Pattern: Physical Views



Physical Views is a pattern that shows how to encapsulate a physical database so that it can be easily accessed and optimized without affecting upper layers of software.


You have decided to use the Relational Database Access Layer. You use Hierarchical Views as interface to the application kernel and you have chosen, not to incorporate database access into the ConreteViews.


How do you provide an easy-to-use interface to your physical database tables?



Encapsulate every table and every view with a ConcretePhysicalView. Use these classes to encapsulate Overflow Tables and other database optimization techniques. To provide a uniform interface derive ConcretePhysicalViews from PhysicalViews.

ConcretePhysicalView use SQL-statements to store their instance data. The main difference compared to Hierarchical Views (alias ConcreteViews) is that they shield a single physical table or view instead of multiple physical structures.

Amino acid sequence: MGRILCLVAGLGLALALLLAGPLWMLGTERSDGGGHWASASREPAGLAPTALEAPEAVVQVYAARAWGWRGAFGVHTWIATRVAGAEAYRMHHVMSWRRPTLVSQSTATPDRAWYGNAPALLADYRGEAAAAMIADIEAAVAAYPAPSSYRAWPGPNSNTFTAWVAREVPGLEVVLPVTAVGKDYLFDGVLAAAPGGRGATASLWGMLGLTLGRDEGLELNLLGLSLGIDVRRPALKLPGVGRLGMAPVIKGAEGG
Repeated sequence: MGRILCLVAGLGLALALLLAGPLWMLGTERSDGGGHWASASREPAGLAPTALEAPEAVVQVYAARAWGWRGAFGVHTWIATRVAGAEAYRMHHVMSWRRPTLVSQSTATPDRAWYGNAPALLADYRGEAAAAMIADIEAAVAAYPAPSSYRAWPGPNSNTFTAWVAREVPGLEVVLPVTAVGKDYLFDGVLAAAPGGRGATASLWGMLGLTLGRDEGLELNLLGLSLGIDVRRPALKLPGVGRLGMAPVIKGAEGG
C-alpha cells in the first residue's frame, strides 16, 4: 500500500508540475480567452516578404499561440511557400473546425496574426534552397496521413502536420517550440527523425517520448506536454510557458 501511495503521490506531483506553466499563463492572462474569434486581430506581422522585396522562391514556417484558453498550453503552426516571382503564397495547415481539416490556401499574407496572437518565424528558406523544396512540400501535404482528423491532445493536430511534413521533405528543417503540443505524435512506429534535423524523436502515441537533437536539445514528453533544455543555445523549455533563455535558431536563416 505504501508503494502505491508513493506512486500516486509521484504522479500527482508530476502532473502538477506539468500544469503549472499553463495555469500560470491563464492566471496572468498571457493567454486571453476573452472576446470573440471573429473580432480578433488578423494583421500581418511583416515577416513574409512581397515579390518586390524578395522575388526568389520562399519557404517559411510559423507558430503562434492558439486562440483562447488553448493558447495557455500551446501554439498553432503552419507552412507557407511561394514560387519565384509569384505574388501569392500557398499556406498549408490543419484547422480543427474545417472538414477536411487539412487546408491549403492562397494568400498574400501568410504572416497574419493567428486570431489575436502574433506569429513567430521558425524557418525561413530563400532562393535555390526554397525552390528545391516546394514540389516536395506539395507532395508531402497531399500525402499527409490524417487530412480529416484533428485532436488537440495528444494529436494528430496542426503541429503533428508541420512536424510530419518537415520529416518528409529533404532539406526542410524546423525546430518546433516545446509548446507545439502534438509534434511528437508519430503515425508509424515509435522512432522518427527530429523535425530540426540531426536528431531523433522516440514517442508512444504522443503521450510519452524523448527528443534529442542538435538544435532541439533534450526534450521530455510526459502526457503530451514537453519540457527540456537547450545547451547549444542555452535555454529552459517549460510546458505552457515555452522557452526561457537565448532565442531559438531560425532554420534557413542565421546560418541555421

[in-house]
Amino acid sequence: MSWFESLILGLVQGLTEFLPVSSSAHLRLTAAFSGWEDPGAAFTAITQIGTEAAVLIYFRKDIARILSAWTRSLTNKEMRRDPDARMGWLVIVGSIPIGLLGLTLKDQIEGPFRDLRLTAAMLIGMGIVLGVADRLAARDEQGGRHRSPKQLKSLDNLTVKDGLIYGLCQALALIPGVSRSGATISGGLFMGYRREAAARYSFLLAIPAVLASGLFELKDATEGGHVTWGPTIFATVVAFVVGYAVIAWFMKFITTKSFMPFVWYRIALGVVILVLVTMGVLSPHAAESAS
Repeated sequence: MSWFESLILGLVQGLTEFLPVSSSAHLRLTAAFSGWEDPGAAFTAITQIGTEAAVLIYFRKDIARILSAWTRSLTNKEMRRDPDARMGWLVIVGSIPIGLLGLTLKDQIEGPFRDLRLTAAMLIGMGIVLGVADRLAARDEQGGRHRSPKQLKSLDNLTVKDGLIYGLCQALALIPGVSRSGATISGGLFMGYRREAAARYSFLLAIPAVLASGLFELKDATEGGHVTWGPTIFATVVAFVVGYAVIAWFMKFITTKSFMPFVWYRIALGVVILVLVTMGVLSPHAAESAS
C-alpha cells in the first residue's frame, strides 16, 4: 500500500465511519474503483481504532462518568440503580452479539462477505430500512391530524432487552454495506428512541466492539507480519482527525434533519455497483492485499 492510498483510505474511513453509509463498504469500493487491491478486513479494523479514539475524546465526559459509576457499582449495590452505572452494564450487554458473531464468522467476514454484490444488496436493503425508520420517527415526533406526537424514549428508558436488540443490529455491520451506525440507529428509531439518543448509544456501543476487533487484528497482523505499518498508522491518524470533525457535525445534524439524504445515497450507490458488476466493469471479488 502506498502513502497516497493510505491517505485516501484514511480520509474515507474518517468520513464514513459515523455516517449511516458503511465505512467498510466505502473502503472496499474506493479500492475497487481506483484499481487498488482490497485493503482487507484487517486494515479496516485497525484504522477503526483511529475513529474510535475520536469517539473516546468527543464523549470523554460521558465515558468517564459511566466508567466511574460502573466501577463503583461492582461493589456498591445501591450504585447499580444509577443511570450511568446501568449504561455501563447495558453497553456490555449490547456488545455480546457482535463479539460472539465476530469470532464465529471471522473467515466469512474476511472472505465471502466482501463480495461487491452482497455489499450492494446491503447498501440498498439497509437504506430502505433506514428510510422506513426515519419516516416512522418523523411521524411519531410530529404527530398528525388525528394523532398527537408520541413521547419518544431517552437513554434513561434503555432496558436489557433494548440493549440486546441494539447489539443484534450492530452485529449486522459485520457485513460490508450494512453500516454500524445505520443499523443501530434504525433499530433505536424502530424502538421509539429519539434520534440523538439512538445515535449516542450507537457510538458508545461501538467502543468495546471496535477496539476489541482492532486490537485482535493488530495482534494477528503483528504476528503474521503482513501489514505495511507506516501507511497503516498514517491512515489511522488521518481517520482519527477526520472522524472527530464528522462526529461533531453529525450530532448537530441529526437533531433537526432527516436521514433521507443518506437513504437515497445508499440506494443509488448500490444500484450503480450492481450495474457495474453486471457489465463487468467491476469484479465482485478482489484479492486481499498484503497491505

Example Resolved

Figure 7 shows the DAG-definitions of two Physical Views that we need for our invoice example. They correspond to the physical database structure but resolve the Overflow Table (see Figure 2). To simplify the OrderPhysicalView, it should grant update access only to the Order and OrderItem data, but not to the article information. There are other Physical Views to change the Article table.

Figure 7 :           DAG definitions for two ConcretePhysicalViews. Note that the OrderPhysicalView encapsulates the Order table with its overflow table OrderItemOverflow, while CustomerPhysicalView encapsulates the Customer table alone. See Figure 2 for the physical table structure.




If you have a hard-wired connection between ConcreteViews and ConcretePhysicalViews, you may implement ConcretePhysicalViews as methods of the ConcreteViews. However, this solution is less flexible since you are not able to use the same ConcretePhysicalView twice.

You may also use Physical Views to encapsulate non-SQL databases and file systems such as ADABAS, IMS-DB, CODASYL, and VSAM. As we have mentioned before, you may use this variant to build relational applications on top of legacy databases.

Related Patterns

For a further discussion of database optimization see: The Overflow Table pattern describes in detail, how to partially merge tables. Controlled Redundancy contains a discussion on when to grant write access. Narrow View gives hints on Physical Views to select data.